Unfortunately, the battles happen to be where most of my biggest frustrations with the game lie. The circular battle system is strange and feels a bit clunky; battling several “waves” of enemies becomes just tedious. Boss battles are also tedious, although they involve a slightly different strategy. Instead of lining up enemies on the battlefield, you arrange the field to make a path for Mario to run. Ideally, he will pick up a few items and land on either an attack icon or a Magic Circle. Strategy is not my forte, so this was difficult to begin with. But they weren’t fun or even intuitive to beat. I think about how beating Zelda bosses involves learning how to use a new weapon or mechanic you get in their dungeon, then using it to beat them. There is none of that here. I had to play several of the boss fights two or three times just to figure out how to fight them. It’s extra tedious because four of the five worlds have paired boss fights: an elemental boss and a main “craft supply” boss. Doing two of these in a short time span is exhausting. Eventually, I resorted to looking up guides online. Bosses took up too much time and energy that I would rather spend exploring the adorable world.
Another big problem for me was the weapons. You start with a basic pair of boots and a hammer. As you defeat worlds, you can purchase stronger boots and hammers which deal more damage. What was really surprising to me was that the default weapons seemed to have no usage limit, but the most powerful weapons could break. This seems antithetical to how weapons should work. In Animal Crossing: New Horizons, for example, an advanced net or fishing rod lasts noticeably longer than a basic one. Additionally, there wasn’t much indication of how long the weapons would actually last. The only notice you get is a red “X” over the weapon icon when it’s close to breaking. But even that doesn’t give you an idea of how much more you can use it.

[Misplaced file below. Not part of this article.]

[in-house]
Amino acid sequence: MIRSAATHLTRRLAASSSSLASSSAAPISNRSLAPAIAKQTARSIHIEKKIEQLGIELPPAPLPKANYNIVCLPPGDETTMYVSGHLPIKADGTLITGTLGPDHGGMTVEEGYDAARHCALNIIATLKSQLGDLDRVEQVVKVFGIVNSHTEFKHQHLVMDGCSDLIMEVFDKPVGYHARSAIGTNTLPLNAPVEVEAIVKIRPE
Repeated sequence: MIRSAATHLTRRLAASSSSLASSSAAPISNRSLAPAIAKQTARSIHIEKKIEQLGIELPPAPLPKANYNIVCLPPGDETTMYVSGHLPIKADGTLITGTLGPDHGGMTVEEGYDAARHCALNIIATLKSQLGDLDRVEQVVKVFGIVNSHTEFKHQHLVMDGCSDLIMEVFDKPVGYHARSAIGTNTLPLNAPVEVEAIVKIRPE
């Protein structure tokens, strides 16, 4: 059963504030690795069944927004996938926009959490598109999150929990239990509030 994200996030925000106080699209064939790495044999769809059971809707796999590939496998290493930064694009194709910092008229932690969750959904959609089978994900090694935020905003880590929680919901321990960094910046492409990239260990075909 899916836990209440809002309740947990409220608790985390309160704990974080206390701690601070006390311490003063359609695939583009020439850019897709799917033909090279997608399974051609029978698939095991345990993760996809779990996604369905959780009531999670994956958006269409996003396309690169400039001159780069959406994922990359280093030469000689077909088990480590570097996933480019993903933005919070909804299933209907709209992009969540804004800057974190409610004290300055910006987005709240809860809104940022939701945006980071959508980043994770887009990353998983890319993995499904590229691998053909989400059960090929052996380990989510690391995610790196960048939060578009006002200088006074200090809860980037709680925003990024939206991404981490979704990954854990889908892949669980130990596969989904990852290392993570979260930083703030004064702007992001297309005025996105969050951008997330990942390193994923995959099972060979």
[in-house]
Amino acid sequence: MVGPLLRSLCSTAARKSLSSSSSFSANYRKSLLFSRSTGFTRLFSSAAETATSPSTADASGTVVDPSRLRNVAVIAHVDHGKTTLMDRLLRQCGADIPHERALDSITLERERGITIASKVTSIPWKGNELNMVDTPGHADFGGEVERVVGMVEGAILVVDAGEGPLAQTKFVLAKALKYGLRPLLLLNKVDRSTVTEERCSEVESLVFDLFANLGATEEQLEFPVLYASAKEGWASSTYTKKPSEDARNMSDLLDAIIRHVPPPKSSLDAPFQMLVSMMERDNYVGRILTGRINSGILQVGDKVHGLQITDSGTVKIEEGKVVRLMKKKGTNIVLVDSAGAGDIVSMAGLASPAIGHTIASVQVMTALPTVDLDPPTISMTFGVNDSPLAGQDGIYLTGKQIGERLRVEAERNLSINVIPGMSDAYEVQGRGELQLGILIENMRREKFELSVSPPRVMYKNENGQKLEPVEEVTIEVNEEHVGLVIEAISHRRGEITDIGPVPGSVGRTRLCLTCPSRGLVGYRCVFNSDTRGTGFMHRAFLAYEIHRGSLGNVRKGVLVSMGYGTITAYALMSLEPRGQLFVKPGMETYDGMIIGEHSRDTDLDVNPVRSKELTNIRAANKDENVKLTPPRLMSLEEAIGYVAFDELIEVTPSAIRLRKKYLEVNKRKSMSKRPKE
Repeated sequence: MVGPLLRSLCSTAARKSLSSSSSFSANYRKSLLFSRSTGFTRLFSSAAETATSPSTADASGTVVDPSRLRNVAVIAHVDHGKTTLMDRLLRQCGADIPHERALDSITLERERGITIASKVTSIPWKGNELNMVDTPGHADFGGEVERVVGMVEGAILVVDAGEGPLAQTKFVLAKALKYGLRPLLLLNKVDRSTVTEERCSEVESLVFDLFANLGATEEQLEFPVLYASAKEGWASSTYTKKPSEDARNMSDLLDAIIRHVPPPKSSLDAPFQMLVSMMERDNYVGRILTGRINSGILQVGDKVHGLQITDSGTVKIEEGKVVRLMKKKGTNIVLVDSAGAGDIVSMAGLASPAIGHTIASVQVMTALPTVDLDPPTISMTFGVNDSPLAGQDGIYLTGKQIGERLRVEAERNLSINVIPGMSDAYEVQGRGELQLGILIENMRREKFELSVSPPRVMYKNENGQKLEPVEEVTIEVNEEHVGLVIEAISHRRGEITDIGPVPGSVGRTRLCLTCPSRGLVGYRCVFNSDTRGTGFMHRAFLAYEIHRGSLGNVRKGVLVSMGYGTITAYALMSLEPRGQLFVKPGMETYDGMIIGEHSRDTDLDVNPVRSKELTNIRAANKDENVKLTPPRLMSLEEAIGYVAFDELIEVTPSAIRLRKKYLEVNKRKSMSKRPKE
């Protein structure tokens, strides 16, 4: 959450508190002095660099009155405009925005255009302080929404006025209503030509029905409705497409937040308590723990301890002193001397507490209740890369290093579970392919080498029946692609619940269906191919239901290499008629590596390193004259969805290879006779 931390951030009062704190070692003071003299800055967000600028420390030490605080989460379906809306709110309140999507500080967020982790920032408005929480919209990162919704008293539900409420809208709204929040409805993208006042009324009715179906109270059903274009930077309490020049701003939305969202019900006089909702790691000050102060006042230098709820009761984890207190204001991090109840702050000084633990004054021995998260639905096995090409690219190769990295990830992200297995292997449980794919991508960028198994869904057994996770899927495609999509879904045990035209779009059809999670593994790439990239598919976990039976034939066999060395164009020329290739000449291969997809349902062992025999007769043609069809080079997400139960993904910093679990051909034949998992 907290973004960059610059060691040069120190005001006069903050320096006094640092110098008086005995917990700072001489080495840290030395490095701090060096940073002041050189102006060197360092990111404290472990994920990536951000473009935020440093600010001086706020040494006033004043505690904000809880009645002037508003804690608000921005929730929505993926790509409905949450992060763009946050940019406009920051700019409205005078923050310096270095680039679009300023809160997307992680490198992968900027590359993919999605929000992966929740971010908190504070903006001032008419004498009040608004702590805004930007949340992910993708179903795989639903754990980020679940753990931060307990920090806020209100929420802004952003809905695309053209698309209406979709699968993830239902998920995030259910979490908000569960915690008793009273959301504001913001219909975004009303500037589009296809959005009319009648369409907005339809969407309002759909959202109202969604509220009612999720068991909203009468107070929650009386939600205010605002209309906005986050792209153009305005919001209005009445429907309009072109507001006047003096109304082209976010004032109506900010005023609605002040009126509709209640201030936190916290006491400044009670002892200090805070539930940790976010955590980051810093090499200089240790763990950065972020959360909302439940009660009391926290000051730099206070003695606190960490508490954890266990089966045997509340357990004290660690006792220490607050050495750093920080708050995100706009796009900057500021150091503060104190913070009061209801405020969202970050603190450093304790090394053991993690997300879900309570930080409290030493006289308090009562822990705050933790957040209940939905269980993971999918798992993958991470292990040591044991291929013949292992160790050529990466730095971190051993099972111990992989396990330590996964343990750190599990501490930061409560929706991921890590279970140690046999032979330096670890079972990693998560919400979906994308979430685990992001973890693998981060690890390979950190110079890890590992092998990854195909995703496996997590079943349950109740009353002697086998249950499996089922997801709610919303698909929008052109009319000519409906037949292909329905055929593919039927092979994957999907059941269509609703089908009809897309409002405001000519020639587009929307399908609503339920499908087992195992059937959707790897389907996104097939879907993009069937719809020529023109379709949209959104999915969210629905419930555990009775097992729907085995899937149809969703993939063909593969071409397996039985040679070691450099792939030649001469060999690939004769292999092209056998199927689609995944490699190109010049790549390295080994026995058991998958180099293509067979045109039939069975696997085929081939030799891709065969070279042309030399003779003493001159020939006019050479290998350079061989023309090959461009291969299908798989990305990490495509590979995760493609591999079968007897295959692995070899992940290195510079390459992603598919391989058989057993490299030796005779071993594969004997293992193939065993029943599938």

Now on to my favorite part of the game: its art direction. This game is a lot of fun, and a big part of that is its aesthetics. For one thing, there’s the origami. It just looks cool. I love the dimension it brings. Origami Princess Peach, the Folded Soldiers, and the Vellumentals (the elemental bosses) are some of the best-looking characters in the game. And then there are the worlds. Apart from the first one, which mostly consists of generic forest/mountain scenery, all of the worlds are very well-designed. The Yellow Streamer area – my favorite by far – is an expansive desert world with a Vegas-esque city (that has a bangin’ theme song). The Red Streamer world is inspired by Japanese gardens and has a ninja amusement park. And one world is basically Legend of Zelda: Wind Waker, which was very fun. Another interesting design choice is the world bosses. They’re all based on crafting supplies and each have distinct personalities. For example, the Hole Punch’s defining trait is that he loves disco, while Tape is a gangster. This is pretty silly, in a good way. Each boss is also tied into its lair (well, most of them are towers) in a way that’s subtle but effective. There are Toads in each dungeon that point you toward your destination. In Shroom Temple, where the Hole Punch resides, all the Toads are faceless. This is very creepy, and even more so when you realize why.
Another detail of the game that I really enjoy is the collectibles. There are several varieties of items you can find: hidden Toads, ?-Blocks, and figurines are the main ones. You find these by hammering things or jumping in spots that seem “odd,” or by filling in Not-Bottomless Holes. My favorite collectibles were the hidden Toads. They appear throughout the game in small folded shapes like paper cranes, beetles, and flowers. Sometimes a Toad will be rolled up and stuck in a hole, and you have to pull it out to unroll it. Upon unfolding each Toad, it has a unique line of dialogue that’s often punny or silly. It’s these silly details that create whimsy in the game and make me excited to keep finding other hidden items.
All in all, Paper Mario: The Origami King is a lot of fun. It’s meant to be silly and playful; the excellent characters and world design really make this apparent. Furthermore, these design strengths make up for often-clunky battle mechanics. Finally, small details like the music choices, hidden treasures, and humorous dialogue are the cherry on top. They make a world crafted in paper feel much more expansive and rich.
written by Brigid Connelly